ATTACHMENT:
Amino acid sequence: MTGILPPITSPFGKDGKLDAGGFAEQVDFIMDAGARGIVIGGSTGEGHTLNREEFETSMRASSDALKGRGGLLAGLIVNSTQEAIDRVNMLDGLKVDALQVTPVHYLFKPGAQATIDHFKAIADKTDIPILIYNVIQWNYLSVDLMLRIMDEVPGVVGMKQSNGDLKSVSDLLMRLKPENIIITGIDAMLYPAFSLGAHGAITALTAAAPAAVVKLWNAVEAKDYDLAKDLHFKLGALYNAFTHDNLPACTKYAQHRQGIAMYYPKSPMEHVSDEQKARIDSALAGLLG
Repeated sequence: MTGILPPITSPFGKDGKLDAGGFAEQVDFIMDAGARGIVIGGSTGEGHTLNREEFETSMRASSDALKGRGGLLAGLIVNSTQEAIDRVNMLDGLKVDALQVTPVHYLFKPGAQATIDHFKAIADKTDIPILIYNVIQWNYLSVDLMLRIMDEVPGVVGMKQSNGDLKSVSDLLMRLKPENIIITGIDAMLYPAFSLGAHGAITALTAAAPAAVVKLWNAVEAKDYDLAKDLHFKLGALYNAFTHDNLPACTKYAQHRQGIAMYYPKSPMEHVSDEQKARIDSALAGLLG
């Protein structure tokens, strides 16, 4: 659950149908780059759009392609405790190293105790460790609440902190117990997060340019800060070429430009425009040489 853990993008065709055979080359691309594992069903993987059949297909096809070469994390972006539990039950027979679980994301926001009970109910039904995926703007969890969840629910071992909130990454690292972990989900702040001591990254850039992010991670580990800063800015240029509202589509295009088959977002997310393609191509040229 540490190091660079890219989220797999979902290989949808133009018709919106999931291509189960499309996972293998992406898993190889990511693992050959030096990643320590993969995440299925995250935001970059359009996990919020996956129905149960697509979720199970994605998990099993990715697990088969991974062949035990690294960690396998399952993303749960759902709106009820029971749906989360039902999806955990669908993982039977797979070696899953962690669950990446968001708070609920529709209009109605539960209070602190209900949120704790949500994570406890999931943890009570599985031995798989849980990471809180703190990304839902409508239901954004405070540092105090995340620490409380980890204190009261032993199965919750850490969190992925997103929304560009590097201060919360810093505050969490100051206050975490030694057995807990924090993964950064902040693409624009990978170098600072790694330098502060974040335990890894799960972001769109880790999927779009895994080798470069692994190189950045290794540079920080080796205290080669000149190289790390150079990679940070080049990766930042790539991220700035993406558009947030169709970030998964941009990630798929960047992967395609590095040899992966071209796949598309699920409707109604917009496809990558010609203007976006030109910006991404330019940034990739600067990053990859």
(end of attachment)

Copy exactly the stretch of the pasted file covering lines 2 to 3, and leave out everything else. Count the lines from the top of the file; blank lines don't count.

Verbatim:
Repeated sequence: MTGILPPITSPFGKDGKLDAGGFAEQVDFIMDAGARGIVIGGSTGEGHTLNREEFETSMRASSDALKGRGGLLAGLIVNSTQEAIDRVNMLDGLKVDALQVTPVHYLFKPGAQATIDHFKAIADKTDIPILIYNVIQWNYLSVDLMLRIMDEVPGVVGMKQSNGDLKSVSDLLMRLKPENIIITGIDAMLYPAFSLGAHGAITALTAAAPAAVVKLWNAVEAKDYDLAKDLHFKLGALYNAFTHDNLPACTKYAQHRQGIAMYYPKSPMEHVSDEQKARIDSALAGLLG
């Protein structure tokens, strides 16, 4: 659950149908780059759009392609405790190293105790460790609440902190117990997060340019800060070429430009425009040489 853990993008065709055979080359691309594992069903993987059949297909096809070469994390972006539990039950027979679980994301926001009970109910039904995926703007969890969840629910071992909130990454690292972990989900702040001591990254850039992010991670580990800063800015240029509202589509295009088959977002997310393609191509040229 540490190091660079890219989220797999979902290989949808133009018709919106999931291509189960499309996972293998992406898993190889990511693992050959030096990643320590993969995440299925995250935001970059359009996990919020996956129905149960697509979720199970994605998990099993990715697990088969991974062949035990690294960690396998399952993303749960759902709106009820029971749906989360039902999806955990669908993982039977797979070696899953962690669950990446968001708070609920529709209009109605539960209070602190209900949120704790949500994570406890999931943890009570599985031995798989849980990471809180703190990304839902409508239901954004405070540092105090995340620490409380980890204190009261032993199965919750850490969190992925997103929304560009590097201060919360810093505050969490100051206050975490030694057995807990924090993964950064902040693409624009990978170098600072790694330098502060974040335990890894799960972001769109880790999927779009895994080798470069692994190189950045290794540079920080080796205290080669000149190289790390150079990679940070080049990766930042790539991220700035993406558009947030169709970030998964941009990630798929960047992967395609590095040899992966071209796949598309699920409707109604917009496809990558010609203007976006030109910006991404330019940034990739600067990053990859």